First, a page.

6) Treat Oily Skin and Hair
Grapefruit oil can help with treating problems associated with oily skin and hair. It can help with acne, and by using the oil daily in skin cleansing may help control oil production which can exacerbate acne but can also help heal with its antibacterial and anti-inflammatory properties. Likewise, it can help oily hair problems by adding a few drops to your shampoo.
7) Household Cleaner and Deodoriser
With its fresh citrus notes and its antibacterial properties, grapefruit oil is a wonderful oil to use in the family home. In a diffuser, it will help to rid of those stubborn smells in the home caused by cooking or pets. It can also be added to water to mop floors or benchtops to work as a disinfectant. I particularly love to use grapefruit with eucalyptus for cleaning and deodorising when cleaning in the home.
Blending with Grapefruit
Here are some great DIY blends that you can try at home, or that you may like to experiment with your own combinations.
For Energy and Vitality
4 drops x Grapefruit
3 drops x Lemon
1 drop x Spearmint
For Stress and Nervous Tension
4 drops x Grapefruit
2 drops x Rose Geranium
2 drops x Lavender
For Home and Cleaning
3 drops x Grapefruit
1 drop x Eucalyptus
1 drop x Coastal Tea Tree
For Fatigue and Pain
3 drops x Grapefruit
2 drops x Kunzea
2 drops x Rosalina
1 drop x Lemon
For Memory and Focus
4 drops x Grapefruit
2 drops x Lemon
1 drop x Bergamot
Michelle’s Special Suggestion
Our Kunzea Bath Salts contain magnesium with Kunzea and Lavender for an anti-inflammatory effect to help reduce aches and pains in joints and muscles.
By mixing 3-5 drops of Grapefruit Essential Oil to a cup of these salts before adding to your bath, it may also help with detoxifying and stimulating lymphatics if you are looking for assistance in detox or weight loss.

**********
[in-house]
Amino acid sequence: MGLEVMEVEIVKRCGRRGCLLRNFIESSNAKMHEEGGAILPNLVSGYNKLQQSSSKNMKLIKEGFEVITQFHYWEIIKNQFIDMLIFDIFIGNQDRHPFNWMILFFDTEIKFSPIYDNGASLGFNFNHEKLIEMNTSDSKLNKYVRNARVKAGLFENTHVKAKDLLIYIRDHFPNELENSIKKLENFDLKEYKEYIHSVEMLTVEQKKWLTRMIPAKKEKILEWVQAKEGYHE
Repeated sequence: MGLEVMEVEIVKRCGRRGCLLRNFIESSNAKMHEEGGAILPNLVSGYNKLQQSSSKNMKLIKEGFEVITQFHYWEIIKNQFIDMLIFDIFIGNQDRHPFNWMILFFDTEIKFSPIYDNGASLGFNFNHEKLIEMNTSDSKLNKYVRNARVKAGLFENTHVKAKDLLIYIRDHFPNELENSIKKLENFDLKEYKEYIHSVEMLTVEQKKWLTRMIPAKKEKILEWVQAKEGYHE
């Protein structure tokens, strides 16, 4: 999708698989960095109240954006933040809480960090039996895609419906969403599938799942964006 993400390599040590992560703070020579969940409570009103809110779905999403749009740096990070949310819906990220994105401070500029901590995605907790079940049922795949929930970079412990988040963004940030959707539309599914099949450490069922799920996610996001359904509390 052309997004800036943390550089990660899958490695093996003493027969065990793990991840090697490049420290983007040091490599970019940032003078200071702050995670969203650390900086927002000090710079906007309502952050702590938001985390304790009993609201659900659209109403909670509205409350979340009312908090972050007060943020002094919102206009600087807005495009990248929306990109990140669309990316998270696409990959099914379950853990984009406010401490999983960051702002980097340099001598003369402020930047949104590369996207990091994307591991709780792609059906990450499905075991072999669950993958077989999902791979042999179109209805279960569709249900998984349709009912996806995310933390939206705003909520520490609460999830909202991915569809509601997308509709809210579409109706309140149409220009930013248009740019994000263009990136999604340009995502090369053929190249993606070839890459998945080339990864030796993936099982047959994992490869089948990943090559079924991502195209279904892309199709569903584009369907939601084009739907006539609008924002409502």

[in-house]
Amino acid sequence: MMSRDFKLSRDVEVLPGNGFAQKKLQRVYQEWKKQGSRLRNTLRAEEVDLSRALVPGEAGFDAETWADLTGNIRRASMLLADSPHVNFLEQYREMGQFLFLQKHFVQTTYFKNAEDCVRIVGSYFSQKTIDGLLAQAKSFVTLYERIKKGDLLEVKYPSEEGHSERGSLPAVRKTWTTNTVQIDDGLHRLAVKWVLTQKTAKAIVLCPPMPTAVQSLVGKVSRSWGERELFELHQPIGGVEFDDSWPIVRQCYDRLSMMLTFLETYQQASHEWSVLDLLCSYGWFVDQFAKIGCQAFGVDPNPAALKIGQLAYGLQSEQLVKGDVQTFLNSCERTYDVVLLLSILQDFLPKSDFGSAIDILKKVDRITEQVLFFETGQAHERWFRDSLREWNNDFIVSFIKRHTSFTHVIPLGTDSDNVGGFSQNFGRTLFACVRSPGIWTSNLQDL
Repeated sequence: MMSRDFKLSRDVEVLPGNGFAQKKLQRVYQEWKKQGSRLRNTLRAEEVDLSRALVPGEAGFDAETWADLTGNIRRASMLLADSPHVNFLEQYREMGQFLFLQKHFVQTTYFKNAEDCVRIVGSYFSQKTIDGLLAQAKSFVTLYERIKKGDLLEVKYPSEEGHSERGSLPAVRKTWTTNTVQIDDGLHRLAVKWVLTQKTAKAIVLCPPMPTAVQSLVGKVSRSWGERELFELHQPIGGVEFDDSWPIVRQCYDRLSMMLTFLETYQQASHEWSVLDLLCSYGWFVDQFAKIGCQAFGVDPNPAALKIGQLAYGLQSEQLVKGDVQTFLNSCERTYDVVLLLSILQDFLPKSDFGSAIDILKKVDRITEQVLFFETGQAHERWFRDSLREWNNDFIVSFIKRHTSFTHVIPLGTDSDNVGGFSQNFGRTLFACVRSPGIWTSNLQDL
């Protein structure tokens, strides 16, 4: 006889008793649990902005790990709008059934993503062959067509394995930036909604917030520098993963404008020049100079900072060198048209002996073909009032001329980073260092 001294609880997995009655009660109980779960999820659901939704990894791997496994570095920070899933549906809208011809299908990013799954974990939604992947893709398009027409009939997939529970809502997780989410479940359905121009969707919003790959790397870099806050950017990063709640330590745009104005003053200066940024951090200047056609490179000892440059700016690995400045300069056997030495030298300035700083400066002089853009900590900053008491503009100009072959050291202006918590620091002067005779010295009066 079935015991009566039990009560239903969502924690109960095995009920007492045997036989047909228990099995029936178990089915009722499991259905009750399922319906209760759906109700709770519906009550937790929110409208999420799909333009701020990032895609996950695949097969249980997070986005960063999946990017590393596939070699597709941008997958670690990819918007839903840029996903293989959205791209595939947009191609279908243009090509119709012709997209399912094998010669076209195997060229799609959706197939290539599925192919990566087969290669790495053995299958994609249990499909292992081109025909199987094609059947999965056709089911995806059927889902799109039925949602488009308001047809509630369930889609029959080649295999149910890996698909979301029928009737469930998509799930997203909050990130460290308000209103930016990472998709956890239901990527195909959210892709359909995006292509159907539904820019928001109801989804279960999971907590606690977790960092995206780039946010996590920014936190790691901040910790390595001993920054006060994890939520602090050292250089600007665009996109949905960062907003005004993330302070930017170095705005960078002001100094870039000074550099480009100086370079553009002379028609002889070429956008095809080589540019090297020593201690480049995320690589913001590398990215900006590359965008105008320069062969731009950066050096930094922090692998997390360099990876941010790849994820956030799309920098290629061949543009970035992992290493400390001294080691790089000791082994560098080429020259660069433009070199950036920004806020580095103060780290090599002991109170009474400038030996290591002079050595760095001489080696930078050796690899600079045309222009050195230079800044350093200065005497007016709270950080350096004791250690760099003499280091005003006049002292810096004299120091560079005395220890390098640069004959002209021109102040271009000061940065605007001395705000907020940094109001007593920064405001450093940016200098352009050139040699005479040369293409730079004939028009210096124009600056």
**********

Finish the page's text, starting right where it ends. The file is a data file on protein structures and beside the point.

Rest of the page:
The Essence of Grapefruit
As an aromatherapist, I like to use Grapefruit Essential Oil when confidence is depleted or lethargy creeps in, either due to depression or physical fatigue. I find grapefruit to be revitalising and I believe this is due to its action on liver energy to help balance anger and resentment but also due to its uplifting and joyous energy.
Grapefruit oil helps to clear psychological heat that results from deep seated frustration and self blame5. If you feel sad, frustrated, lethargic or moody, grapefruit oil may help.
About the Author - Michelle Brass ND
With over 25 years of experience in the natural health industry, Michelle has dedicated her life to helping others embrace the therapeutic benefits of nature. Throughout her time as a health practitioner, she has used and recommended countless traditional and conventional treatments to her clients - as she believes an integrative approach to health and wellness is very important. Michelle’s is passionate about using and promoting essential oils and, in particular, Kunzea Oil, as she has seen them help thousands of people over the years. She knows that using essential oils in your daily life can help bring balance to the mind, body and soul. She is constantly trialling and testing new products with her loyal clients.
- Morton, J. Grapefruit. p. 152–158. In: Fruits of warm climates. Purdue University; 1987.
- Battaglia S. The Complete Guide To Aromatherapy. 3rd ed. Black Pepper Creative Pty Ltd; 2018.
- Library of Congress. How did the grapefruit get its name? It doesn't look like a grape. https://www.loc.gov/everyday-mysteries/item/how-did-grapefruit-get-its-name-it-doesnt-look-like-a-grape/. Accessed April 14, 2020.
- Douglas J. The Australian Book of Aromatherapy. Hale & Iremonger; 1994.
- Mojay G. Aromatherapy for Healing the Spirit: Restoring Emotional and Mental Balance with Essential Oils. Healing Arts Press; 2000.
- Tisserand R, Young R, Williamson E. Essential Oil Safety. Churchill Livingstone/Elsevier; 2014.
- Healthline. 6 Benefits and Uses of Grapefruit Essential Oil. https://www.healthline.com/nutrition/grapefruit-essential-oil. Accessed April 14, 2020.
- Shen J, Niijima A, Tanida M, Horii Y, Maeda K, Nagai K. Olfactory stimulation with scent of grapefruit oil affects autonomic nerves, lipolysis and appetite in rats. Neuroscience letters; 2005 Jun 3;380(3):289-94.